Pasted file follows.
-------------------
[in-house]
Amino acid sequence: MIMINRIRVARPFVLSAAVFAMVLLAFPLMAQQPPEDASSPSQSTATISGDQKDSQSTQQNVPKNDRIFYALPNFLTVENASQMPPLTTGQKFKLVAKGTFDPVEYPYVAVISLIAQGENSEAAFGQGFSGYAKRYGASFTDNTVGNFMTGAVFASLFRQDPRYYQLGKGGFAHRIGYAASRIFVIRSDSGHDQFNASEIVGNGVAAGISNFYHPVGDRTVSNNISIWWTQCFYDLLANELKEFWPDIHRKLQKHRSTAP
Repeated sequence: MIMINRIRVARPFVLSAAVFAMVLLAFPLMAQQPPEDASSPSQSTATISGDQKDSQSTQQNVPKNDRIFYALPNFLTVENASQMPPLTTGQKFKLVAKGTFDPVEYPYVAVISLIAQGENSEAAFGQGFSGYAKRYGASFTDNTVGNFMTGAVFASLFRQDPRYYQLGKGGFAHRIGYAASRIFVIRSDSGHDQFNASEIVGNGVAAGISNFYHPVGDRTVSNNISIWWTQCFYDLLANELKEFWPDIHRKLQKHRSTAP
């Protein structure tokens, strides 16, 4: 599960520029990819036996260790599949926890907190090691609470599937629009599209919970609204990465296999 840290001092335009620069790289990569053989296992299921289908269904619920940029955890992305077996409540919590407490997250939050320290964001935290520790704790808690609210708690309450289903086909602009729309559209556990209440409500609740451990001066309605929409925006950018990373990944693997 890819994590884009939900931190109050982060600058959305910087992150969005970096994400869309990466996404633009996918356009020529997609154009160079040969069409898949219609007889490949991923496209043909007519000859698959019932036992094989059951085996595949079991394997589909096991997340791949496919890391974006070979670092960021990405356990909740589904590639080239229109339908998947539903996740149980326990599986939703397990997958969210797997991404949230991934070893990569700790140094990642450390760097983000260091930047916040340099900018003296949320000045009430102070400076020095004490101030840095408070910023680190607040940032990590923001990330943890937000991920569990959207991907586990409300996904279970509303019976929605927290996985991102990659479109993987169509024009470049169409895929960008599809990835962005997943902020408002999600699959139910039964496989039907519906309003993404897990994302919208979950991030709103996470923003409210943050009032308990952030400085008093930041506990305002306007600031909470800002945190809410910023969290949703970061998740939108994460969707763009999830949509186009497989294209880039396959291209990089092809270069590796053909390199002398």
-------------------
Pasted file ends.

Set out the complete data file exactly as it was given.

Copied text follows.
[in-house]
Amino acid sequence: MIMINRIRVARPFVLSAAVFAMVLLAFPLMAQQPPEDASSPSQSTATISGDQKDSQSTQQNVPKNDRIFYALPNFLTVENASQMPPLTTGQKFKLVAKGTFDPVEYPYVAVISLIAQGENSEAAFGQGFSGYAKRYGASFTDNTVGNFMTGAVFASLFRQDPRYYQLGKGGFAHRIGYAASRIFVIRSDSGHDQFNASEIVGNGVAAGISNFYHPVGDRTVSNNISIWWTQCFYDLLANELKEFWPDIHRKLQKHRSTAP
Repeated sequence: MIMINRIRVARPFVLSAAVFAMVLLAFPLMAQQPPEDASSPSQSTATISGDQKDSQSTQQNVPKNDRIFYALPNFLTVENASQMPPLTTGQKFKLVAKGTFDPVEYPYVAVISLIAQGENSEAAFGQGFSGYAKRYGASFTDNTVGNFMTGAVFASLFRQDPRYYQLGKGGFAHRIGYAASRIFVIRSDSGHDQFNASEIVGNGVAAGISNFYHPVGDRTVSNNISIWWTQCFYDLLANELKEFWPDIHRKLQKHRSTAP
């Protein structure tokens, strides 16, 4: 599960520029990819036996260790599949926890907190090691609470599937629009599209919970609204990465296999 840290001092335009620069790289990569053989296992299921289908269904619920940029955890992305077996409540919590407490997250939050320290964001935290520790704790808690609210708690309450289903086909602009729309559209556990209440409500609740451990001066309605929409925006950018990373990944693997 890819994590884009939900931190109050982060600058959305910087992150969005970096994400869309990466996404633009996918356009020529997609154009160079040969069409898949219609007889490949991923496209043909007519000859698959019932036992094989059951085996595949079991394997589909096991997340791949496919890391974006070979670092960021990405356990909740589904590639080239229109339908998947539903996740149980326990599986939703397990997958969210797997991404949230991934070893990569700790140094990642450390760097983000260091930047916040340099900018003296949320000045009430102070400076020095004490101030840095408070910023680190607040940032990590923001990330943890937000991920569990959207991907586990409300996904279970509303019976929605927290996985991102990659479109993987169509024009470049169409895929960008599809990835962005997943902020408002999600699959139910039964496989039907519906309003993404897990994302919208979950991030709103996470923003409210943050009032308990952030400085008093930041506990305002306007600031909470800002945190809410910023969290949703970061998740939108994460969707763009999830949509186009497989294209880039396959291209990089092809270069590796053909390199002398």